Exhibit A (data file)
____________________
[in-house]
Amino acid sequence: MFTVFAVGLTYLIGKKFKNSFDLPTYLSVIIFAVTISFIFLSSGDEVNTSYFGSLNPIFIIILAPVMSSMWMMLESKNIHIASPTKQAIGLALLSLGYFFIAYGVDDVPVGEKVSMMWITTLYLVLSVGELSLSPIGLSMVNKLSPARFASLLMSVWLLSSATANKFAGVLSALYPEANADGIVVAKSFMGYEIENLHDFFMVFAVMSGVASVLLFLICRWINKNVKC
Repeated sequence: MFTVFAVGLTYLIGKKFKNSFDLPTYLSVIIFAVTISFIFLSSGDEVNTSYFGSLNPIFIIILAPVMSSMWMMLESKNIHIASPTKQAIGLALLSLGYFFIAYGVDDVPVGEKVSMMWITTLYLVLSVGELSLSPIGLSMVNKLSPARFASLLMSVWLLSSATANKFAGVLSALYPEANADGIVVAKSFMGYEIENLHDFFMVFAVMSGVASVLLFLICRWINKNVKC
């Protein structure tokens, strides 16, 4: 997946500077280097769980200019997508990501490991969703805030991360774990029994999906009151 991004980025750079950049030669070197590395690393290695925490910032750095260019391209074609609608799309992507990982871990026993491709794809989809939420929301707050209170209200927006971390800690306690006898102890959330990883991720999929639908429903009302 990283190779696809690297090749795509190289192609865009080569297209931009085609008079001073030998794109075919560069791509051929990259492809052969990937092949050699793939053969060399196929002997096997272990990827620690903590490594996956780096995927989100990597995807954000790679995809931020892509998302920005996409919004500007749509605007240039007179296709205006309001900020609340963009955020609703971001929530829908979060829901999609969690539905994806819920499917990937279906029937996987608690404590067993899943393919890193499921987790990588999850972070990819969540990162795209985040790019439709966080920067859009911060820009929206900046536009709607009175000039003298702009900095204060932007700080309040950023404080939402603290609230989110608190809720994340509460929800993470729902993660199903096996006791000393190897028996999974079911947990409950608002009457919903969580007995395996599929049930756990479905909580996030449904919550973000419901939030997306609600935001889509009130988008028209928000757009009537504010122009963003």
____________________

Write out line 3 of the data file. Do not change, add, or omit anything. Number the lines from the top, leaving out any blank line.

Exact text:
Repeated sequence: MFTVFAVGLTYLIGKKFKNSFDLPTYLSVIIFAVTISFIFLSSGDEVNTSYFGSLNPIFIIILAPVMSSMWMMLESKNIHIASPTKQAIGLALLSLGYFFIAYGVDDVPVGEKVSMMWITTLYLVLSVGELSLSPIGLSMVNKLSPARFASLLMSVWLLSSATANKFAGVLSALYPEANADGIVVAKSFMGYEIENLHDFFMVFAVMSGVASVLLFLICRWINKNVKC